Display Settings:

Format

Send to:

Choose Destination
J Pregnancy. 2012;2012:508657. doi: 10.1155/2012/508657. Epub 2011 Oct 12.

The impact of HIV on maternal morbidity in the Pre-HAART era in Uganda.

Author information

  • 1ICAP, Mailman School of Public Health, Columbia University, P.O. Box 3567, Kampala, Uganda. hn2158@columbia.edu

Abstract

OBJECTIVE:

To compare maternal morbidity in HIV-infected and uninfected pregnant women.

METHODS:

Major maternal morbidity (severe febrile illness, illnesses requiring hospital admissions, surgical revisions, or illnesses resulting in death) was measured prospectively in a cohort of HIV-infected and uninfected women followed from 36 weeks of pregnancy to 6 weeks after delivery. Odds ratios of major morbidity and associated factors were examined using logistic regression.

RESULTS:

Major morbidity was observed in 46/129 (36%) and 104/390 (27%) of the HIV-infected and HIV-uninfected women, respectively, who remained in followup. In the multivariable analysis, major morbidity was independently associated with HIV infection, adjusted odds ratio (AOR) 1.7 (1.1 to 2.7), nulliparity (AOR 2.0 (1.3 to 3.0)), and lack of, or minimal, formal education (AOR 2.1 (1.1 to 3.8)).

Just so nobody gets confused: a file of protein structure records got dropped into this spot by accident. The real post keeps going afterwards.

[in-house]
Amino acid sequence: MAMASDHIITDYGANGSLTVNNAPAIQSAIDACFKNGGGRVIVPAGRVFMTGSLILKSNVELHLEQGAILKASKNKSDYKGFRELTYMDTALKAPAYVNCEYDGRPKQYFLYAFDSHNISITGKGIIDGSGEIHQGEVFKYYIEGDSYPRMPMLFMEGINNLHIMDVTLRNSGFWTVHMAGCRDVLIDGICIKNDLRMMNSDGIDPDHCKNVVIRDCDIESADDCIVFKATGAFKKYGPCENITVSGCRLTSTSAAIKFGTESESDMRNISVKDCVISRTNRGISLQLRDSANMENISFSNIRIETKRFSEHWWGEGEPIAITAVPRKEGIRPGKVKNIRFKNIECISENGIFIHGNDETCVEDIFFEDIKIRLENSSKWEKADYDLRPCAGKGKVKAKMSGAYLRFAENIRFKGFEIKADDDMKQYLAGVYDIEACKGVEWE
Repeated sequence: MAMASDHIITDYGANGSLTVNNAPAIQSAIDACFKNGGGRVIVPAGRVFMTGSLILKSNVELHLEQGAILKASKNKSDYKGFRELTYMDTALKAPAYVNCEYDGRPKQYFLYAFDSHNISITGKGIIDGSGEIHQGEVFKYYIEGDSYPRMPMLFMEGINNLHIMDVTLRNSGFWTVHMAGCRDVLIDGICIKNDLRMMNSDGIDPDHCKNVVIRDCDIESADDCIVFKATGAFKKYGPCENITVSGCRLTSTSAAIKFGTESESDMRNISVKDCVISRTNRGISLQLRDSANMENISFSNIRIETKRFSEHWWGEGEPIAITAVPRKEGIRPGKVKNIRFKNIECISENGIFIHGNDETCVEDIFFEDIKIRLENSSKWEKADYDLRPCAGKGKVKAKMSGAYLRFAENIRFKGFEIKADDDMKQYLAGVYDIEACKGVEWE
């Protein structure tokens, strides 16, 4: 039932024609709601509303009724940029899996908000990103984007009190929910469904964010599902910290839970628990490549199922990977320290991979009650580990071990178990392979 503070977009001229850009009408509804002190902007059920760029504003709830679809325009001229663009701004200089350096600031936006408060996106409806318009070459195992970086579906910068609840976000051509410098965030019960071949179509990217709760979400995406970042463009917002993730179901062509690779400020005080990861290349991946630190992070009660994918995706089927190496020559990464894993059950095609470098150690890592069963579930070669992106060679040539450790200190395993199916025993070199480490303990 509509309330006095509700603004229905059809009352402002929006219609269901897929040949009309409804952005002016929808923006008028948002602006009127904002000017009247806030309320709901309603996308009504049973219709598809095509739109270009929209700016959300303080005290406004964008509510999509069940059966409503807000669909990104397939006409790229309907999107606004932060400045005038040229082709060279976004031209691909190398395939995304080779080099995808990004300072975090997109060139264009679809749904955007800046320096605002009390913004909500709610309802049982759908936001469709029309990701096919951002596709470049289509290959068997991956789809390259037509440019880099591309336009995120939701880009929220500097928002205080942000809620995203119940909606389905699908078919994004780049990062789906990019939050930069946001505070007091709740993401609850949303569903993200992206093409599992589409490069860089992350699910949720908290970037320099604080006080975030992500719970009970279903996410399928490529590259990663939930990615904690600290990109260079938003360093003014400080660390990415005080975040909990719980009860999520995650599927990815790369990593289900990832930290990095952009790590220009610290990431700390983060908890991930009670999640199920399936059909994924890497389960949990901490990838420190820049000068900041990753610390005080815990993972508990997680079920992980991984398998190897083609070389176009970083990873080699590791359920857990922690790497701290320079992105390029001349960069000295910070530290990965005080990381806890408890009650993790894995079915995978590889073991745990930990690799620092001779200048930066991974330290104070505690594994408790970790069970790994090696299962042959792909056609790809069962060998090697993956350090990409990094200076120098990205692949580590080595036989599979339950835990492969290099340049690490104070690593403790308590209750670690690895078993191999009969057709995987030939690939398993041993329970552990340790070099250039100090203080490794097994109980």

CONCLUSIONS:

HIV was associated with a 70% increase in the odds of major maternal morbidity in these Ugandan mothers.

PMID:
22013532
[PubMed - indexed for MEDLINE]
PMCID:
PMC3195496
Free PMC Article
PubMed Commons home

PubMed Commons

0 comments
How to join PubMed Commons

    Supplemental Content

    Full text links

    Icon for Hindawi Publishing Corporation Icon for PubMed Central
    Loading ...
    Write to the Help Desk